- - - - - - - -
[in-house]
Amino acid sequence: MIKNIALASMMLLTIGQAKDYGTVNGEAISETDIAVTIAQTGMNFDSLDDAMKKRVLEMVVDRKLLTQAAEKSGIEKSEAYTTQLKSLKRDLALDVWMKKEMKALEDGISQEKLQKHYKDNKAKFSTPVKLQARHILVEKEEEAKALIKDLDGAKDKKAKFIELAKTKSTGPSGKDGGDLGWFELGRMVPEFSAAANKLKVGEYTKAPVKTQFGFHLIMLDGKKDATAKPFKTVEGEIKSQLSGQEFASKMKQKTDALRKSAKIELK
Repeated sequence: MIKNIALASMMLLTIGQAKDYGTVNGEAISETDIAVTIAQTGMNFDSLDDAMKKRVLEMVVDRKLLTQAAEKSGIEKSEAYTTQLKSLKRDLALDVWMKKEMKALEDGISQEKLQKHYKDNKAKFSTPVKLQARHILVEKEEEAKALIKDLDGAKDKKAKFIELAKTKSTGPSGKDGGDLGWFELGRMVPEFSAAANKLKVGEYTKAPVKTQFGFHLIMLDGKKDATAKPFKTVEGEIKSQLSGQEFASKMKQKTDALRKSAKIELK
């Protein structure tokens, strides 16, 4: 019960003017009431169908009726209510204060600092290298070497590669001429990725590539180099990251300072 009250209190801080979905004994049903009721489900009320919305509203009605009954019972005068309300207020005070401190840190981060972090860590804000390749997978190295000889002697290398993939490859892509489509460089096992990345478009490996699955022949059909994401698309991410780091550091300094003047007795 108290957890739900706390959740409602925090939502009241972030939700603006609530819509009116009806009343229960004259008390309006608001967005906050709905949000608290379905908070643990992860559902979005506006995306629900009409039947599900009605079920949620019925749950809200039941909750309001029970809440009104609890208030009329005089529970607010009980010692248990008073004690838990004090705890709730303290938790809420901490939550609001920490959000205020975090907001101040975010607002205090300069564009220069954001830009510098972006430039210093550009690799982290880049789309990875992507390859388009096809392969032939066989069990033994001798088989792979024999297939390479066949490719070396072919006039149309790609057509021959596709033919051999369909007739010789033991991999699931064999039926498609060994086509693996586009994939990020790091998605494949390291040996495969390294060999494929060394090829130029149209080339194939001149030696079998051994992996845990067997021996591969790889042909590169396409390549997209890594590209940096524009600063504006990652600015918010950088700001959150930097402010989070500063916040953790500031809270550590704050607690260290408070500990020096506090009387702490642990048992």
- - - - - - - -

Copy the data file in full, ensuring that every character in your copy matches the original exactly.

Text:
[in-house]
Amino acid sequence: MIKNIALASMMLLTIGQAKDYGTVNGEAISETDIAVTIAQTGMNFDSLDDAMKKRVLEMVVDRKLLTQAAEKSGIEKSEAYTTQLKSLKRDLALDVWMKKEMKALEDGISQEKLQKHYKDNKAKFSTPVKLQARHILVEKEEEAKALIKDLDGAKDKKAKFIELAKTKSTGPSGKDGGDLGWFELGRMVPEFSAAANKLKVGEYTKAPVKTQFGFHLIMLDGKKDATAKPFKTVEGEIKSQLSGQEFASKMKQKTDALRKSAKIELK
Repeated sequence: MIKNIALASMMLLTIGQAKDYGTVNGEAISETDIAVTIAQTGMNFDSLDDAMKKRVLEMVVDRKLLTQAAEKSGIEKSEAYTTQLKSLKRDLALDVWMKKEMKALEDGISQEKLQKHYKDNKAKFSTPVKLQARHILVEKEEEAKALIKDLDGAKDKKAKFIELAKTKSTGPSGKDGGDLGWFELGRMVPEFSAAANKLKVGEYTKAPVKTQFGFHLIMLDGKKDATAKPFKTVEGEIKSQLSGQEFASKMKQKTDALRKSAKIELK
């Protein structure tokens, strides 16, 4: 019960003017009431169908009726209510204060600092290298070497590669001429990725590539180099990251300072 009250209190801080979905004994049903009721489900009320919305509203009605009954019972005068309300207020005070401190840190981060972090860590804000390749997978190295000889002697290398993939490859892509489509460089096992990345478009490996699955022949059909994401698309991410780091550091300094003047007795 108290957890739900706390959740409602925090939502009241972030939700603006609530819509009116009806009343229960004259008390309006608001967005906050709905949000608290379905908070643990992860559902979005506006995306629900009409039947599900009605079920949620019925749950809200039941909750309001029970809440009104609890208030009329005089529970607010009980010692248990008073004690838990004090705890709730303290938790809420901490939550609001920490959000205020975090907001101040975010607002205090300069564009220069954001830009510098972006430039210093550009690799982290880049789309990875992507390859388009096809392969032939066989069990033994001798088989792979024999297939390479066949490719070396072919006039149309790609057509021959596709033919051999369909007739010789033991991999699931064999039926498609060994086509693996586009994939990020790091998605494949390291040996495969390294060999494929060394090829130029149209080339194939001149030696079998051994992996845990067997021996591969790889042909590169396409390549997209890594590209940096524009600063504006990652600015918010950088700001959150930097402010989070500063916040953790500031809270550590704050607690260290408070500990020096506090009387702490642990048992």